ON THE FIRST day of class, Dr. Nancy S. Grasmick climbed aboard a school bus and sat next to a second-grader from Cecil Elementary School, near North and Greenmount avenues. The little boy read every street sign and billboard they passed. A bright young fellow, Grasmick declared yesterday in the first happy blush of a new academic year. Now, if everybody gets very lucky, the governor of Maryland will show he is just as smart as this second-grader.
It could happen. And then, if we really want to defy the odds, maybe we could expect the same from Vice President Al Gore and Texas Gov. George W. Bush. They are running for president and sound like Gov. Parris N. Glendening. They are all in favor of education. Isn't this grand! They all love children. Aren't we delighted! But they all have other priorities. At times like this, don't we feel a little bit duped?
Grasmick, the state school superintendent, wants to increase the length of the school day for kindergarten children. This is strictly a no-brainer. There are thousands of little girls and boys, with minds hungry to soak up information and bodies brimming with energy - and we send them home after a half-day of school, so they can watch television and eat Twinkies and put their brains on hold while awaiting mom's return from work.
Grasmick wants to start all-day kindergarten in the state's public schools. She says she has gotten marvelous feedback from educators in every jurisdiction in Maryland. They love the idea and cannot wait to get started. They have seen the reading and math scores of the past few decades, which look like suicide notes for a culture. They took note of last week's SAT results, which caused no dancing in the streets. They think all-day kindergarten would give children a head start in developing their learning skills.
And now they await word from the one person who could stand in the way: Parris Glendening, who wishes to be known as the education governor, until he examines details.
All-day kindergarten would cost the state about $63 million a year. This is a lot of money to individuals, but not necessarily to the state of Maryland, or to the nation in such a fat economic era. One study shows that for every $1 spent on early childhood programs, the government reduces costs by $7 for special education, remedial teaching in later years and social services. The $63 million is also "less than the state budget surplus," Grasmick points out.
Also, never to be minimized, it is less than the cost of an F-22 fighter.
Grasmick doesn't make this comparison, but maybe somebody should make it loudly enough to be heard by Gore and Bush. It was Bush's father who presided over the end of the Cold War, which was supposed to make a big difference in everybody's lives.
The Cold War ended roughly a decade ago, and that was accompanied by much talk of a so-called peace dividend. The peace dividend was so simple that even a second-grader on a school bus could figure it out. It meant that money previously spent on missile systems and nuclear bombs and huge shows of troop force against the Russians and the Chinese could be spent to rebuild American neighborhoods and public schools allowed to decay during our Cold War frenzy.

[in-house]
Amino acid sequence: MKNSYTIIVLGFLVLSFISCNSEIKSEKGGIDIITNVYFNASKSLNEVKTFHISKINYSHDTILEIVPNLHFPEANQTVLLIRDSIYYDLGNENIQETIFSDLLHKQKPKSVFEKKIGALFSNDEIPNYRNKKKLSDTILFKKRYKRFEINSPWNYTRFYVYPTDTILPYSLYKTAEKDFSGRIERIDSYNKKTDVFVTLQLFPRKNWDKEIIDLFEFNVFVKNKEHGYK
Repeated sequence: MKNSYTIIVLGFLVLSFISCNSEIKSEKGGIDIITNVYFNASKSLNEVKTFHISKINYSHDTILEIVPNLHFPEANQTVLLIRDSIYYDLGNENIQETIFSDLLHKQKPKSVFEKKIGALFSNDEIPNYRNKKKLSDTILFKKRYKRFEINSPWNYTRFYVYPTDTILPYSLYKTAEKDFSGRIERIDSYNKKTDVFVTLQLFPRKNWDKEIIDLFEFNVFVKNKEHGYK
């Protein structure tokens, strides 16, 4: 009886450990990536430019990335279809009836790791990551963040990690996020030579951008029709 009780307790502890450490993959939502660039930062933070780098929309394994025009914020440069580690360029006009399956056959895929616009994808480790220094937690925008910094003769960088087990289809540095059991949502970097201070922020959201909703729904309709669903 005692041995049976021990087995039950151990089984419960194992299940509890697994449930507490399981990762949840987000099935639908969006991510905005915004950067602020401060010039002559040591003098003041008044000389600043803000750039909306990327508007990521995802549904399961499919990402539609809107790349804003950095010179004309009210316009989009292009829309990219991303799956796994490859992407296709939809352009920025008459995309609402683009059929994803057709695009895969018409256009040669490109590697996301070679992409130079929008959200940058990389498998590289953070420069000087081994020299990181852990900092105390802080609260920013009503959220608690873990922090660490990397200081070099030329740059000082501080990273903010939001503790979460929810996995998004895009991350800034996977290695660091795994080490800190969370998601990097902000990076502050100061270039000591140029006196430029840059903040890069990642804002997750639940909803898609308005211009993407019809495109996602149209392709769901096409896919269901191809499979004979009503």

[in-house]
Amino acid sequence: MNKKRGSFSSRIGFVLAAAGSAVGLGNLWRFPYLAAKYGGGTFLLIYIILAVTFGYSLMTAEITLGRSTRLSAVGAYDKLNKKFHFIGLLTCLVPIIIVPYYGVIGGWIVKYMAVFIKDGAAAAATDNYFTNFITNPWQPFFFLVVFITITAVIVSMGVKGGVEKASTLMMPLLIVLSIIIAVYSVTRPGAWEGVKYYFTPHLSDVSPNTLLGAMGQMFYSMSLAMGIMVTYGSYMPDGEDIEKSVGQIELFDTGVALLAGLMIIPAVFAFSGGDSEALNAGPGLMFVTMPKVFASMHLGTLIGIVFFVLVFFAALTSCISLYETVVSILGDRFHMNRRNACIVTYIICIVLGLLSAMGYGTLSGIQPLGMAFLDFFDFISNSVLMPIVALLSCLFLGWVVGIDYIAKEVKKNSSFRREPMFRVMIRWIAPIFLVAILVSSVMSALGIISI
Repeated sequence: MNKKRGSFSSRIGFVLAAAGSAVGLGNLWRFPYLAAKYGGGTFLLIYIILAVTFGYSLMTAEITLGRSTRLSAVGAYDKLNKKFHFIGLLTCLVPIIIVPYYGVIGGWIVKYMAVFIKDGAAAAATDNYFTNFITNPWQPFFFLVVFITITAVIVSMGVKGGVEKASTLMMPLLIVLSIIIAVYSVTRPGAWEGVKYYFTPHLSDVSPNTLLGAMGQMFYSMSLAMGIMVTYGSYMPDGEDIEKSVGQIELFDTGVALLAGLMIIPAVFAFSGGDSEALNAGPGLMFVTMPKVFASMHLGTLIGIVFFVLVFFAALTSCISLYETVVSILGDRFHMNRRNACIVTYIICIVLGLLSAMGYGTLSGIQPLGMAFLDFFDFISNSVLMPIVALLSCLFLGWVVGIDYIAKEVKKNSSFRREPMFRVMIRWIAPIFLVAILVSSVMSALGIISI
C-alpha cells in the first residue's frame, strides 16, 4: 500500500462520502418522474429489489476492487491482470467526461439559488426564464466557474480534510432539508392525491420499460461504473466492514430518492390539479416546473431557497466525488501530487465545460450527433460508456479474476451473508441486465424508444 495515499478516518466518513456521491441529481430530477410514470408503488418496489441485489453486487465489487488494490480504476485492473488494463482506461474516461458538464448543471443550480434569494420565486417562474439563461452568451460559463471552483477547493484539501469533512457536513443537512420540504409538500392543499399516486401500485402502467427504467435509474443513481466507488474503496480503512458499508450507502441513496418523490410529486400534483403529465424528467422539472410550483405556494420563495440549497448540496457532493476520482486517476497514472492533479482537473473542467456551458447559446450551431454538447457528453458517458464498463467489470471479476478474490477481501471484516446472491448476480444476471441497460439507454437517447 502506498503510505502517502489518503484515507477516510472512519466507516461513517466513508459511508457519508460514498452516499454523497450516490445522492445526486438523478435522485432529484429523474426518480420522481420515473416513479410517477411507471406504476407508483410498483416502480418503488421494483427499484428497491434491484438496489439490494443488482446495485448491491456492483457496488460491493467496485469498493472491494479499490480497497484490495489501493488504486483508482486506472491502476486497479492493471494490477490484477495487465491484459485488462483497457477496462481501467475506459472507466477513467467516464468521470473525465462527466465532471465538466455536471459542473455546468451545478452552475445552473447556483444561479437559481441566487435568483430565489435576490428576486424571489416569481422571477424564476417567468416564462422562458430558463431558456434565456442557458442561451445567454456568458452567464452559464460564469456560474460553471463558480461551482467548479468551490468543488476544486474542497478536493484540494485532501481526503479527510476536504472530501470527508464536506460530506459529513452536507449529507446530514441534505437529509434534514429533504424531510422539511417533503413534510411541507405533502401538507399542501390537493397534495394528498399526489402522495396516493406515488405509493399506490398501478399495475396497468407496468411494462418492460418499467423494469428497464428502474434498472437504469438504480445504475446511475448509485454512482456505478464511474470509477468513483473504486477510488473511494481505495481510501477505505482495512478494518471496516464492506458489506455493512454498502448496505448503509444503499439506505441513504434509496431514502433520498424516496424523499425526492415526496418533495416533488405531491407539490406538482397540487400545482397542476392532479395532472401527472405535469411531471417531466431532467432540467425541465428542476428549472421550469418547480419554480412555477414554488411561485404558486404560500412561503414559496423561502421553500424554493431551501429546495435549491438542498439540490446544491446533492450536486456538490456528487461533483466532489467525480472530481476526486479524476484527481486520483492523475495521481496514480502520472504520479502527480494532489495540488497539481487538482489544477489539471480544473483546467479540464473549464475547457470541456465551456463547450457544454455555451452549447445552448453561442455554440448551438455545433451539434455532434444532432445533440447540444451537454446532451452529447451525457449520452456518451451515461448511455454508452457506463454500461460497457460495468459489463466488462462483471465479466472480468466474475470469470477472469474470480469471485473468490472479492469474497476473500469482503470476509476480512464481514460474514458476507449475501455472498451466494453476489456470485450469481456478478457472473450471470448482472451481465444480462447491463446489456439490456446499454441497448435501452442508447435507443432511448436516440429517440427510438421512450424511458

And yet, in the race for the White House, we hear the most astonishing talk from the mouths of those wishing to be elected. They say the American military is not sufficiently funded. They say the country could be vulnerable. They imply that it is America's shame that our fighting forces have become economic afterthoughts.
Here is what they do not say: While public school systems such as Maryland's have to grovel for $63 million to educate children, the Pentagon will casually spend $3.9 billion for 10 F-22 fighters. This, in mathematics many school children can compute, is $390 million per plane, or more than six times as much, per plane, as the funding needed for an entire state's all-day kindergarten program.
And that's just for openers.
The United States spends nearly $300 billion a year on defense. That's more than Russia, China, Iran, Iraq, Syria, Libya, North Korea, Serbia, Cuba and Sudan -put together. Maybe those nations have decided to put some of their money into all-day kindergartens.
Adjusted for inflation, the United States still spends about 95 percent as much for defense as it did during the Cold War - even though that war has been over for a decade. Where is that peace dividend about which we once heard so much? And when do military tax dollars begin to be converted to local peacetime spending?
"I don't know what the governor will do," Grasmick said yesterday. She was talking about funding for all-day kindergarten. "I haven't had a hint from him. He has other priorities. But, in terms of benefits to children, there is no dispute. Experts in brain research all say this age is the time to reach children.
"It's simply the right thing to do," she said. "If we can spend millions to build ballparks, we can spend millions on the brains of these kids. That's what's going to define this century: those who use their brains and those who will be unemployable. We have to adjust to that right away."
And, a decade after the end of the Cold War, and all the scary language that accompanied it, our political leaders have to make their own adjustments.